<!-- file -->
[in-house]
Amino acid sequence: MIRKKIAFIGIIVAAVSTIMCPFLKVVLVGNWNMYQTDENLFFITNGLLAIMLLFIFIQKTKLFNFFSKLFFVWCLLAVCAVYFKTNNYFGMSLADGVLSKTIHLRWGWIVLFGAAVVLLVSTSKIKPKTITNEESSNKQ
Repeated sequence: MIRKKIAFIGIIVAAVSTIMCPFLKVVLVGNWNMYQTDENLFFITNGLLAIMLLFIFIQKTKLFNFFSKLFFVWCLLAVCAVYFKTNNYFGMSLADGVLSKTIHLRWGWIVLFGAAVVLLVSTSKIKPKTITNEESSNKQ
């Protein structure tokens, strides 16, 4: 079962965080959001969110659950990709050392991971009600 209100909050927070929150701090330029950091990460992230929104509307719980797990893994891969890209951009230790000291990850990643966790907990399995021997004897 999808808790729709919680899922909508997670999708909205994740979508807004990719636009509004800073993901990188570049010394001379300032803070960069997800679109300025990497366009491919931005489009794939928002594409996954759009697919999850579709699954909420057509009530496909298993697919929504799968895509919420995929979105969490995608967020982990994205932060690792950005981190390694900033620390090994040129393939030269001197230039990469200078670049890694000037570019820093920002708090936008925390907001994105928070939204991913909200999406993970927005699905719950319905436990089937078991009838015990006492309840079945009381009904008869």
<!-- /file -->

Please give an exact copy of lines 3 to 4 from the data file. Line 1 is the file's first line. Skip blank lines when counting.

Repeated sequence: MIRKKIAFIGIIVAAVSTIMCPFLKVVLVGNWNMYQTDENLFFITNGLLAIMLLFIFIQKTKLFNFFSKLFFVWCLLAVCAVYFKTNNYFGMSLADGVLSKTIHLRWGWIVLFGAAVVLLVSTSKIKPKTITNEESSNKQ
């Protein structure tokens, strides 16, 4: 079962965080959001969110659950990709050392991971009600 209100909050927070929150701090330029950091990460992230929104509307719980797990893994891969890209951009230790000291990850990643966790907990399995021997004897 999808808790729709919680899922909508997670999708909205994740979508807004990719636009509004800073993901990188570049010394001379300032803070960069997800679109300025990497366009491919931005489009794939928002594409996954759009697919999850579709699954909420057509009530496909298993697919929504799968895509919420995929979105969490995608967020982990994205932060690792950005981190390694900033620390090994040129393939030269001197230039990469200078670049890694000037570019820093920002708090936008925390907001994105928070939204991913909200999406993970927005699905719950319905436990089937078991009838015990006492309840079945009381009904008869």